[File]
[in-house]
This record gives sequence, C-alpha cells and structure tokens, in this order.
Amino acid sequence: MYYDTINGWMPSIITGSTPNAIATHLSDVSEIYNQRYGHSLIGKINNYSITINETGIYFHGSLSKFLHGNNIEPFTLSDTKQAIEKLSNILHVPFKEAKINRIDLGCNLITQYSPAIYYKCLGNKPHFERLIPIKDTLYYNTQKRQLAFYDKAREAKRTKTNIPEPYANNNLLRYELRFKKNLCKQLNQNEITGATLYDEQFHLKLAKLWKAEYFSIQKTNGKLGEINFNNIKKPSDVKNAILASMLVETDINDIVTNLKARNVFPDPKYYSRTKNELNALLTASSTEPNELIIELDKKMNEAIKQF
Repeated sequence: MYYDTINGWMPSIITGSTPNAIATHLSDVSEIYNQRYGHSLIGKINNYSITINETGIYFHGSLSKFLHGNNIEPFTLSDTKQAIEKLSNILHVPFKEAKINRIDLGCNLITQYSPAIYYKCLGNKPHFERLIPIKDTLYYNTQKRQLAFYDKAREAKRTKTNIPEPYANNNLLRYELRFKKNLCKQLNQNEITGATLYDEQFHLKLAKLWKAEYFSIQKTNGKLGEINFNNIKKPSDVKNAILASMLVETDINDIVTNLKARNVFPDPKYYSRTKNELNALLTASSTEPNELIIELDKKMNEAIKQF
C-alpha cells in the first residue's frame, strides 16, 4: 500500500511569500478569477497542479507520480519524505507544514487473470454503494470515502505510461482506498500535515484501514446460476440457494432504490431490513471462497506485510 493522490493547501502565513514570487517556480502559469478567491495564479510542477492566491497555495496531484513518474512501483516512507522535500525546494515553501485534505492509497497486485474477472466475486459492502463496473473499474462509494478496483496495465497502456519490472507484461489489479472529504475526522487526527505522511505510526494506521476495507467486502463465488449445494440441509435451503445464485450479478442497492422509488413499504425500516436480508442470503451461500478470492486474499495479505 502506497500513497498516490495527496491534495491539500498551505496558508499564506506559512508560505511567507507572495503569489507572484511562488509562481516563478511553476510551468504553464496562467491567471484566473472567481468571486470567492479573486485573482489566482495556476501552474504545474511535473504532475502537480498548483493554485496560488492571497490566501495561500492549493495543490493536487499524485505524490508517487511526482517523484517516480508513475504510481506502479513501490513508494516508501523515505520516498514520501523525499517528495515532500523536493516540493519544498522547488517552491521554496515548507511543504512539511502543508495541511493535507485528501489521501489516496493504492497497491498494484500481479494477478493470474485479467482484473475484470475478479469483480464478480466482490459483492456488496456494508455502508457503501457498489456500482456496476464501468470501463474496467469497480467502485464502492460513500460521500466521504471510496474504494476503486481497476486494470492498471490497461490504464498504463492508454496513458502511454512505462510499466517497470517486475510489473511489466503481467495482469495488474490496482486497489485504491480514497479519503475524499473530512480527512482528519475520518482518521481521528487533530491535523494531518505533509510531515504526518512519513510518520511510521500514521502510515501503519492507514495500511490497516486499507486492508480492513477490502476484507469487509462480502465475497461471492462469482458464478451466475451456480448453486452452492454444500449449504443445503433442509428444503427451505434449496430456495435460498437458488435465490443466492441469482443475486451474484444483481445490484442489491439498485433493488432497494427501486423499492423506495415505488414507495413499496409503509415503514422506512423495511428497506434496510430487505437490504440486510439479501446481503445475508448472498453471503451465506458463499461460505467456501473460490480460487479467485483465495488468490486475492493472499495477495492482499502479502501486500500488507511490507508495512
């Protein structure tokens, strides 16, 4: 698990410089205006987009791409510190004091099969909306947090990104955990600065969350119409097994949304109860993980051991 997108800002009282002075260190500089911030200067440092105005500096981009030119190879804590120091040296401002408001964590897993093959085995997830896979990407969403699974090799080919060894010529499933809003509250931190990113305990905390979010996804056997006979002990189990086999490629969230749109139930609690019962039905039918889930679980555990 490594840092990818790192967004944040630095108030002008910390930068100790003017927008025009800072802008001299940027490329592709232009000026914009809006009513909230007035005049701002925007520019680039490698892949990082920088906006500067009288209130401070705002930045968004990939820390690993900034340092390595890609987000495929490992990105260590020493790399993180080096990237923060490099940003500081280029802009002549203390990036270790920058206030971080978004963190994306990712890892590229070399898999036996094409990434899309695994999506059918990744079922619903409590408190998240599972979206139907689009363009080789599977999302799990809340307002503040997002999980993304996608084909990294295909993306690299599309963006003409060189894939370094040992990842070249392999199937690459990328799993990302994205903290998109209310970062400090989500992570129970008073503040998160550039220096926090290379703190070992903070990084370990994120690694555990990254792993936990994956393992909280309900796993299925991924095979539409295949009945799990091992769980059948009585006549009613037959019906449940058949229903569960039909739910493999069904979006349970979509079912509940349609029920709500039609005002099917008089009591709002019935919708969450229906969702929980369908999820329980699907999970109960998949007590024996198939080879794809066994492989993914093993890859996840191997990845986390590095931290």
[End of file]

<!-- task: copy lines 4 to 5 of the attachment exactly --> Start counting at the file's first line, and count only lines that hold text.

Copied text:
Repeated sequence: MYYDTINGWMPSIITGSTPNAIATHLSDVSEIYNQRYGHSLIGKINNYSITINETGIYFHGSLSKFLHGNNIEPFTLSDTKQAIEKLSNILHVPFKEAKINRIDLGCNLITQYSPAIYYKCLGNKPHFERLIPIKDTLYYNTQKRQLAFYDKAREAKRTKTNIPEPYANNNLLRYELRFKKNLCKQLNQNEITGATLYDEQFHLKLAKLWKAEYFSIQKTNGKLGEINFNNIKKPSDVKNAILASMLVETDINDIVTNLKARNVFPDPKYYSRTKNELNALLTASSTEPNELIIELDKKMNEAIKQF
C-alpha cells in the first residue's frame, strides 16, 4: 500500500511569500478569477497542479507520480519524505507544514487473470454503494470515502505510461482506498500535515484501514446460476440457494432504490431490513471462497506485510 493522490493547501502565513514570487517556480502559469478567491495564479510542477492566491497555495496531484513518474512501483516512507522535500525546494515553501485534505492509497497486485474477472466475486459492502463496473473499474462509494478496483496495465497502456519490472507484461489489479472529504475526522487526527505522511505510526494506521476495507467486502463465488449445494440441509435451503445464485450479478442497492422509488413499504425500516436480508442470503451461500478470492486474499495479505 502506497500513497498516490495527496491534495491539500498551505496558508499564506506559512508560505511567507507572495503569489507572484511562488509562481516563478511553476510551468504553464496562467491567471484566473472567481468571486470567492479573486485573482489566482495556476501552474504545474511535473504532475502537480498548483493554485496560488492571497490566501495561500492549493495543490493536487499524485505524490508517487511526482517523484517516480508513475504510481506502479513501490513508494516508501523515505520516498514520501523525499517528495515532500523536493516540493519544498522547488517552491521554496515548507511543504512539511502543508495541511493535507485528501489521501489516496493504492497497491498494484500481479494477478493470474485479467482484473475484470475478479469483480464478480466482490459483492456488496456494508455502508457503501457498489456500482456496476464501468470501463474496467469497480467502485464502492460513500460521500466521504471510496474504494476503486481497476486494470492498471490497461490504464498504463492508454496513458502511454512505462510499466517497470517486475510489473511489466503481467495482469495488474490496482486497489485504491480514497479519503475524499473530512480527512482528519475520518482518521481521528487533530491535523494531518505533509510531515504526518512519513510518520511510521500514521502510515501503519492507514495500511490497516486499507486492508480492513477490502476484507469487509462480502465475497461471492462469482458464478451466475451456480448453486452452492454444500449449504443445503433442509428444503427451505434449496430456495435460498437458488435465490443466492441469482443475486451474484444483481445490484442489491439498485433493488432497494427501486423499492423506495415505488414507495413499496409503509415503514422506512423495511428497506434496510430487505437490504440486510439479501446481503445475508448472498453471503451465506458463499461460505467456501473460490480460487479467485483465495488468490486475492493472499495477495492482499502479502501486500500488507511490507508495512